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“Hot Hand” on Strike: Bowling Data Indicates Correlation to Recent Past Results, Not Causality

Figure 1

Example of calculating for one game.

The top four rows of the top table show a typical scoring box of a bowling game. The fifth row is our way of transforming this information into a binary sequence of success/failure (strike/non strike) for each frame. This series is broken into (ten in this case) ordered pairs of consecutive results, which in turn populate the bottom contingency table. From this table one can use the hypergeometric distribution to obtain an expectation (mean) and variance for the upper left cell . The final step is to calculate a value for this table based on the expectations and the observed value.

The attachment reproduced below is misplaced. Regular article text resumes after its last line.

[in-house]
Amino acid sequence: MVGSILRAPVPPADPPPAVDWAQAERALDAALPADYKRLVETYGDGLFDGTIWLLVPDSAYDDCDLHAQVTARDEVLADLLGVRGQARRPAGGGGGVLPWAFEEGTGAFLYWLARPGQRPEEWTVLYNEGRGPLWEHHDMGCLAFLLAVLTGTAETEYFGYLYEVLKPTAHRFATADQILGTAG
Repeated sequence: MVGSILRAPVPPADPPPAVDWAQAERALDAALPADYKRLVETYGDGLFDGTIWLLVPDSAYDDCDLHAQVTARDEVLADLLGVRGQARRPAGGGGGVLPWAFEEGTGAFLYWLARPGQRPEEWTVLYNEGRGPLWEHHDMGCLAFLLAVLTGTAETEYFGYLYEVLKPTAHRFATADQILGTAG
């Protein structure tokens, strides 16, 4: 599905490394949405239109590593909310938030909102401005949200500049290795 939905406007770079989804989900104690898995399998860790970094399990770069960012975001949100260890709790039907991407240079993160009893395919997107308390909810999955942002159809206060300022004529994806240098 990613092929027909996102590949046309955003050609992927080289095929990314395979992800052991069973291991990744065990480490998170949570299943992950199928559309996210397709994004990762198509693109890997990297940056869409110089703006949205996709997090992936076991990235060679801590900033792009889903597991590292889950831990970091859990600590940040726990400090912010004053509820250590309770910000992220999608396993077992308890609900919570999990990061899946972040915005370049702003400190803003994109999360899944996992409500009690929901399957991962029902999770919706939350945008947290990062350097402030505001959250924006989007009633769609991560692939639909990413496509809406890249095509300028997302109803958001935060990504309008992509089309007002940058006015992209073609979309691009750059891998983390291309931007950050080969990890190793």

Figure 1